Thursday 27 October 2016

English raider Hobbs bowls rivals over in Curragh Derby glory

Published 29/06/2015 | 02:30

Jockey William Buick on Jack Hobbs after winning the Dubai Duty Free Irish Derby at the Curragh
Jockey William Buick on Jack Hobbs after winning the Dubai Duty Free Irish Derby at the Curragh

Jack Hobbs emphatically confirmed his Epsom superiority over Storm The Stars and Giovanni Canaletto in Saturday's Irish Derby. In impressively straightforward style, he extended his respective margins of superiority over both rivals in the 150th edition of the Dubai Duty Free-sponsored Curragh Classic. Jack Hobbs is clearly maturing apace, and he has paid his stablemate Golden Horn some compliment ahead of this weekend's dust-up with New Bay in the Eclipse Stakes at Sandown.

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In contrast, Highland Reel's challenge failed to materialise. If you were to take the bare form at face value, then the standard of the Epsom Classic looks far superior to its French counterpart. It's rarely that simple, of course, so Saturday's showdown will still be fascinating.

John Gosden will give Jack Hobbs a break ahead of a Prix Niel prep for the Prix de l'Arc de Triomphe. Expect him to represent the Classic generation well in Europe's most important open Group One.

Storm The Stars looks an ideal St Leger candidate. In keeping on so gallantly after making the running, he also enhanced his reputation. The same couldn't be said of the other beaten horses, but the cream of the crop, be it Gleneagles, Golden Horn, Jack Hobbs or Muhaarar, look bang up to scratch.


Given the manner in which the Irish Derby had become so frequently one-sided, Saturday's outcome was a boon. Overall, taking quality, competitiveness and the spread of opposition into account, it was the most satisfactory edition since Hurricane Run beat Scorpion in 2005.

It was also a first British-based success since that of Balanchine in 1994. Part of Sheikh Mohammed's fledgling Godolphin experiment, Balanchine wintered in Dubai but was based in Newmarket from the spring, the modus operandi that Saeed bin Suroor then built on.

Sheikh Mohammed's flagship racing vehicle has evolved greatly, with trainers of the calibre of Gosden and Jim Bolger continuing to train horses bought from within their yards. Having acquired Jack Hobbs after his Dante second to Golden Horn, he must now go down as one of Sheikh Mohammed's shrewdest recent purchases.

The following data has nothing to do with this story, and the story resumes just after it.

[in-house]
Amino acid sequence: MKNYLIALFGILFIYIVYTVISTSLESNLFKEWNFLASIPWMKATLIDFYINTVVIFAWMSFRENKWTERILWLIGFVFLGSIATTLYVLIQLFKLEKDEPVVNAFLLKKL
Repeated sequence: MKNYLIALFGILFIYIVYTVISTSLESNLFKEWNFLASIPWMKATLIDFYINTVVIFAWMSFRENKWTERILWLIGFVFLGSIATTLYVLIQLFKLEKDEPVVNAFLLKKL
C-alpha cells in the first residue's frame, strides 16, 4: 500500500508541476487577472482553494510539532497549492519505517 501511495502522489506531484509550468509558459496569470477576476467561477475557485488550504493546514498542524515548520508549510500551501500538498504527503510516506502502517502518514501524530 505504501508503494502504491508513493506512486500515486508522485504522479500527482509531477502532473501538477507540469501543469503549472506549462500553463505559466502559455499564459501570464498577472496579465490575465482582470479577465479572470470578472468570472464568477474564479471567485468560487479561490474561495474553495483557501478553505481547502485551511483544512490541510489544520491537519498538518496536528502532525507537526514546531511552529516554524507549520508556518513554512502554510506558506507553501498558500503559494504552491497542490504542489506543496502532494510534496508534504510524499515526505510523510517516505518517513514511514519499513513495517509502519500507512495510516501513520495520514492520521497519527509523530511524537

By Halling out of a Swain mare, he might even bleed Godolphin blue, so he is a valuable stallion prospect, given that he will offer an ideal cross with the Coolmore lines.

Worthy foreign challengers are pivotal to the status of the Irish Derby as a meaningful European Classic, and connections of potential candidates need to feel that there is value in the journey.

To that end, it will have done no harm for the race to go somewhere other than Ballydoyle for a second time in three years. Moreover, in light of the sponsors' renewed support, it will be interesting to see if this year's initiative of free entry for the winners and placed horses in nominated races is continued.

No doubt, bearing in mind that the first five in the betting were eligible for free entry, it is a costly venture, and there is obviously a sense that those least in need of being subsidised gain the most.

On the other hand, if it were to help ensure that the race will continue to regain some of its former glory on a sustained basis, then maybe there is merit in it yet.

Finally, it's no secret by now that the Irish Derby race-day experience still leaves a lot to be desired, only part of which can be attributed to the 20th century Curragh facilities.

The pageantry and ceremony feels like pageantry and ceremony for the sake of it, to the point that a large percentage of patrons are entirely removed from to the whole process.

That sense was reinforced by the failure of sound systems, with the band and singer performing 'The Curragh Of Kildare' in front of the stands before the Derby inaudible to those, well, in the stands.

As ever, the unsaddling of the Derby winner in the same vicinity out on the track is a pointless exercise. It starves the enclosures of any post-race atmosphere and serves only to reinforce a 'them and us' perception.

I have yet to meet one person with a positive view on what is a contrived routine, and there were many puzzled faces when parachutes clumsily dropped to the track in the prevailing winds after the presentations. No, I don't know what all that was about, either!


I recently read a historical report on the 1962 Irish Sweeps Derby, the one that marked the race's arrival as a serious international event.